New Mexico Employers, Take Note: Broad Paid Sick Leave Law EnactedAct Now Advisory April 20, 2021
On April 8, 2021, New Mexico’s Governor, Michelle Lujan Grisham, signed House Bill 20, the Healthy Workplaces Act (“Act”). Effective July 1, 2022, all private employers must provide eligible employees in New Mexico up to 64 hours of paid sick leave (“PSL”) for each 12-month period, as described below. The Act applies to all employees, including full-time, part-time, seasonal, and temporary employees. An employer’s existing sick leave or paid time off policy may be used to comply with the Act, provided it meets the minimum requirements of the Act.
Accrual of PSL
The Act requires employees to accrue PSL at a rate of at least one hour for every 30 hours worked, up to a maximum of 64 hours, beginning on the later of (i) the commencement of employment or (ii) July 1, 2022. There is no waiting period to use PSL, and employees may use any available PSL as it is accrued. PSL may be taken in one-hour increments, unless the employer allows PSL to be taken in smaller increments of time.
For purposes of determining the 12-month period in which accrued PSL may be used, employers may choose from the following: (i) the calendar year; (ii) the 12-month period measured forward from the date of the employee’s initial use of accrued PSL; (iii) a rolling 12-month period measured backwards from the date an employee uses any accrued PSL; or (iv) any fixed 12-month period set by the employer (such as a fiscal year, a year required by other law, or a year starting on an employee’s anniversary date).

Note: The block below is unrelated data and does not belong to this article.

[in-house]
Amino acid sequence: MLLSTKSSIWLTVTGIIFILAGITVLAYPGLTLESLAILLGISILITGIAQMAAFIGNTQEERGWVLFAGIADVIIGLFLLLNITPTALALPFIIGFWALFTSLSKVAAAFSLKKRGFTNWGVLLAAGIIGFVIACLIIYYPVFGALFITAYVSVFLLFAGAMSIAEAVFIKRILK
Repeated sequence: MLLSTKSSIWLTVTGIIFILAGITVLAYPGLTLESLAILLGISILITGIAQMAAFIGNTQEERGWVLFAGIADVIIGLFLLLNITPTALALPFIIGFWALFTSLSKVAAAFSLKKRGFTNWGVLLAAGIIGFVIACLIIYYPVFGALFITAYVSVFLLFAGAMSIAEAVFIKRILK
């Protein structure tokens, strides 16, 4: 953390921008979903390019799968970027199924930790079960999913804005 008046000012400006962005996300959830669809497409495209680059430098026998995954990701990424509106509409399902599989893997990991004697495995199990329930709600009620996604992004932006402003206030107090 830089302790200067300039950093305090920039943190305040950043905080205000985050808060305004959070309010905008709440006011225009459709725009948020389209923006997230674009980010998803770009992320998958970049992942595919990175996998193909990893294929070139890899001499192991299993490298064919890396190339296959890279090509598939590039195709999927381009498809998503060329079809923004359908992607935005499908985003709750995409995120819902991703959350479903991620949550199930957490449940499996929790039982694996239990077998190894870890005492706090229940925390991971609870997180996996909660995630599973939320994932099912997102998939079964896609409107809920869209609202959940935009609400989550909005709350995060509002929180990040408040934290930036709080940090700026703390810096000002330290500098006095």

All accrued, unused PSL can be carried forward to the following year, but an employer may cap usage at 64 hours of PSL in any 12-month period.
In general, employers are not required to pay out accrued and unused PSL upon termination of employment, except an employee may recover PSL as a remedy for a retaliatory personnel action that prevented the individual from using their accrued and unused PSL. In addition, if an employee is rehired within 12 months of separating from the employer, the employer must reinstate any accrued and unused PSL, provided that such PSL benefits were not previously paid out upon termination of employment.
An employee may use accrued PSL for the following reasons:
- The employee’s, or a family member’s, mental or physical illness, injury or health condition, regardless of whether the illness, injury, or health condition has been diagnosed or requires medical care at the time of the PSL request;
- The medical diagnosis, care, or treatment of an employee’s, or a family member’s, mental or physical illness, injury, or health condition;
- The employee’s, or a family member’s, receipt of preventive medical care;
- To attend meetings at their child’s school or place of care related to the child’s health or disability; or